Queen Margaret of Scotland, changing the scorecard for monarchs

November 16

Reading Reggie McNeal's Missional Renaissance: Changing the Scorecard for the Church has me thinking about the renewal of the mission of the Church in our day. That renewal has to do with understanding ourselves as the Body of Christ doing ministry in Christ's name in the world; bringing blessing and challenge. This is nothing new, of course. Our calendar as Episcopalians is full of examples of those who "got" this; who knew that Church was not a private club for the saved, but a body of people called to reconciling and restorative work in the world in the name of Jesus Christ. Take Queen Margaret of Scotland, for example, about whom we read:

"...Now and then she helped herself to something or other out of the King’s private property, it mattered not what it was, to give to a poor person; and this pious plundering the King always took pleasantly and in good part. It was his custom to offer certain coins of gold upon Maundy Thursday and at High Mass, some of which coins the Queen often devoutly pillaged, and bestowed on the beggar who was petitioning her for help. Although the King was fully aware of the theft, he generally pretended to know nothing of it, and felt much amused by it. Now and then he caught the Queen in the very act, with the money in her hand, and laughingly threatened that he would have her arrested, tried, and found guilty. Nor was it towards the poor of her own nation only that she exhibited the abundance of her cheerful and open-hearted charity, but those persons who came from almost every other nation, drawn by the report of her liberality, were the partakers of her bounty. . . . "

From The Life of St Margaret, Queen of Scotland by Turgot, Bishop of St Andrews, edited by William Forbes-Leith, S.J., third edition (Edinburgh: David Douglas, 1896).

Speaking to the Soul

The worship is over, let the service begin?

I was once asked to comment on the following: “The worship is over, let the service begin.” Here's my reply:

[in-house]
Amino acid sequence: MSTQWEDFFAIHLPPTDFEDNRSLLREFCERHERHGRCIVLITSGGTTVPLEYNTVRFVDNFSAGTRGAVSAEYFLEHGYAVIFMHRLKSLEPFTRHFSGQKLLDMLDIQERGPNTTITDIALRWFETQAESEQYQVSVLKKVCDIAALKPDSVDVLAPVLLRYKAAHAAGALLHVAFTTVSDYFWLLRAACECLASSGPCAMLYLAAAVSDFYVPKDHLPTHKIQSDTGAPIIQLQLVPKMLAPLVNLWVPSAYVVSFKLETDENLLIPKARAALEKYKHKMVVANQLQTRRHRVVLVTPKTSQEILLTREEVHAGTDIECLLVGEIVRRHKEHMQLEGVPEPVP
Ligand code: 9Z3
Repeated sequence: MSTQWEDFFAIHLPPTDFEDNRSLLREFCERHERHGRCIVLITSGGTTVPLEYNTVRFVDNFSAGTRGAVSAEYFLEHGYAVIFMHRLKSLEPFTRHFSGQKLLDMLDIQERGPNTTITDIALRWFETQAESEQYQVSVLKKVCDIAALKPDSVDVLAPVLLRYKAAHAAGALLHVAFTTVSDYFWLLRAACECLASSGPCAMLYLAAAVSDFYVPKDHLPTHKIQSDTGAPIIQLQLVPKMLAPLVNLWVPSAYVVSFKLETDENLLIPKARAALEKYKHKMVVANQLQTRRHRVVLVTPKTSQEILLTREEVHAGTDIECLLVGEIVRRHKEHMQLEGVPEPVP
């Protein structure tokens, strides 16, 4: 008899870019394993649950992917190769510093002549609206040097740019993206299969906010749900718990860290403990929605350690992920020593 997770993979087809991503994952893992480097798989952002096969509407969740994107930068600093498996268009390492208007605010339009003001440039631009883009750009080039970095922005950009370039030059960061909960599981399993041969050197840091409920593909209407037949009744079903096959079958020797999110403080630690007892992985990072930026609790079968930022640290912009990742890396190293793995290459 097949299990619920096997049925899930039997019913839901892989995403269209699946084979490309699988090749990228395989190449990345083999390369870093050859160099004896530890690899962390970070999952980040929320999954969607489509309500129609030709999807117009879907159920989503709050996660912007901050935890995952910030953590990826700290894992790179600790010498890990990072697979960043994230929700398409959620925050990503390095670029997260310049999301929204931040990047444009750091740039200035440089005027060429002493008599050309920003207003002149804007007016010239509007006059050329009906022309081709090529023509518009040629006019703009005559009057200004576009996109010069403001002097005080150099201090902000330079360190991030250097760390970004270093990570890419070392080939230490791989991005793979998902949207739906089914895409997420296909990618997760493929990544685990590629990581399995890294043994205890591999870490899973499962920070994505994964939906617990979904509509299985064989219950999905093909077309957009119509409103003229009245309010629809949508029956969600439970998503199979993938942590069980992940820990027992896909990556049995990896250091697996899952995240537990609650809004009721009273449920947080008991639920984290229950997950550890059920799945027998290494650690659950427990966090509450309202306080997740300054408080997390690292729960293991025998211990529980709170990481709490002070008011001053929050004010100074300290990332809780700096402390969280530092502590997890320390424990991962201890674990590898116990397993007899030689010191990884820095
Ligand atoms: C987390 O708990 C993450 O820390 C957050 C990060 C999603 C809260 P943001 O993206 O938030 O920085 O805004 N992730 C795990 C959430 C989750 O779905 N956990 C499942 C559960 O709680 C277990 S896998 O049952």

While I appreciate the play on words in this saying, I’m not satisfied with this statement, in that it seems to perpetuate the idea that worship and service are separate. To worship is to ascribe worth to something or someone, and thus to organize our lives around the object of worship. In that sense, the object of our worship will be apparent –intentionally or unintentionally - in the way in which we organize and prioritize our life energy. Our Eucharistic liturgies proclaim the Kingdom of God and enlist our lives in service to the priorities of God’s dominion as shown us in Jesus Christ. “It is right, and a good and joyful thing, always and everywhere, to give thanks to you…” we pray. “Unite us to your Son in his sacrifice”, we pray in Prayer B of Rite II. “Send us out to do the work you have given us to do”, we pray, “to love and serve you as faithful witnesses of Christ our Lord.” I would argue that worship is never over, if to worship is to “ascribe worth.” Worship expresses itself in service, or it is mere lip service. If we are baptized and feed at the Holy Table, our life in every area is to be lived in conscious demonstration of God’s worthiness, serving all our neighbors and co-workers and to society at large, bringing compassion and the pursuit of right relationship to every situation, whether at work or school or play or the political arena.